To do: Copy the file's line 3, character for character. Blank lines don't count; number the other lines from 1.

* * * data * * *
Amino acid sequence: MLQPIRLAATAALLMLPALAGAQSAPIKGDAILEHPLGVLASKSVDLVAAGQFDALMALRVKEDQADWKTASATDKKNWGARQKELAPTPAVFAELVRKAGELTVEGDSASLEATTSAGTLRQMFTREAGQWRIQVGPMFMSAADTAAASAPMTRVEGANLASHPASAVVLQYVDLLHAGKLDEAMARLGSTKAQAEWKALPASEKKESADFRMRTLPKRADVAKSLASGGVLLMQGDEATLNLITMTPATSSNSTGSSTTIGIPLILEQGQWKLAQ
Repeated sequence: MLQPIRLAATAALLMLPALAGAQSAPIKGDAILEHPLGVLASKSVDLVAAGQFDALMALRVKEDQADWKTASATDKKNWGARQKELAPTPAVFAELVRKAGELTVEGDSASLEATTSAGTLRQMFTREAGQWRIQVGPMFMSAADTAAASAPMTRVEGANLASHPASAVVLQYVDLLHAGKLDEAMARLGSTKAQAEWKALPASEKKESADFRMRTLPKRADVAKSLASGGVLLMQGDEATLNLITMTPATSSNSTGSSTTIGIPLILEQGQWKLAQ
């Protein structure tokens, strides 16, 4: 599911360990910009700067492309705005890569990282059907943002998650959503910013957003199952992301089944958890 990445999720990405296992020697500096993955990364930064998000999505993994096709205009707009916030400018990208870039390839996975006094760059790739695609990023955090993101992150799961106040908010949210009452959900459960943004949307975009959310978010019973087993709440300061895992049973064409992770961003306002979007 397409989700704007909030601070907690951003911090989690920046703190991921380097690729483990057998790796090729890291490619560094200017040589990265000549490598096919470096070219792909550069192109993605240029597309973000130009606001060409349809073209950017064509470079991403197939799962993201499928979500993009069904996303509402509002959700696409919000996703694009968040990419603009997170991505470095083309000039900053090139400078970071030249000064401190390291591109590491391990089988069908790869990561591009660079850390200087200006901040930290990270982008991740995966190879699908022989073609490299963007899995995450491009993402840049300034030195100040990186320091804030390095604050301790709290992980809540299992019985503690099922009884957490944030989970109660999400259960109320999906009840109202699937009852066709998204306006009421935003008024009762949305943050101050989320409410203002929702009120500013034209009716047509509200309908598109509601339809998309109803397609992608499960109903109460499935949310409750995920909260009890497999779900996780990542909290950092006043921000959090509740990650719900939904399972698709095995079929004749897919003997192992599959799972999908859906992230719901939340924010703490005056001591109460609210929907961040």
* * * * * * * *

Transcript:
């Protein structure tokens, strides 16, 4: 599911360990910009700067492309705005890569990282059907943002998650959503910013957003199952992301089944958890 990445999720990405296992020697500096993955990364930064998000999505993994096709205009707009916030400018990208870039390839996975006094760059790739695609990023955090993101992150799961106040908010949210009452959900459960943004949307975009959310978010019973087993709440300061895992049973064409992770961003306002979007 397409989700704007909030601070907690951003911090989690920046703190991921380097690729483990057998790796090729890291490619560094200017040589990265000549490598096919470096070219792909550069192109993605240029597309973000130009606001060409349809073209950017064509470079991403197939799962993201499928979500993009069904996303509402509002959700696409919000996703694009968040990419603009997170991505470095083309000039900053090139400078970071030249000064401190390291591109590491391990089988069908790869990561591009660079850390200087200006901040930290990270982008991740995966190879699908022989073609490299963007899995995450491009993402840049300034030195100040990186320091804030390095604050301790709290992980809540299992019985503690099922009884957490944030989970109660999400259960109320999906009840109202699937009852066709998204306006009421935003008024009762949305943050101050989320409410203002929702009120500013034209009716047509509200309908598109509601339809998309109803397609992608499960109903109460499935949310409750995920909260009890497999779900996780990542909290950092006043921000959090509740990650719900939904399972698709095995079929004749897919003997192992599959799972999908859906992230719901939340924010703490005056001591109460609210929907961040």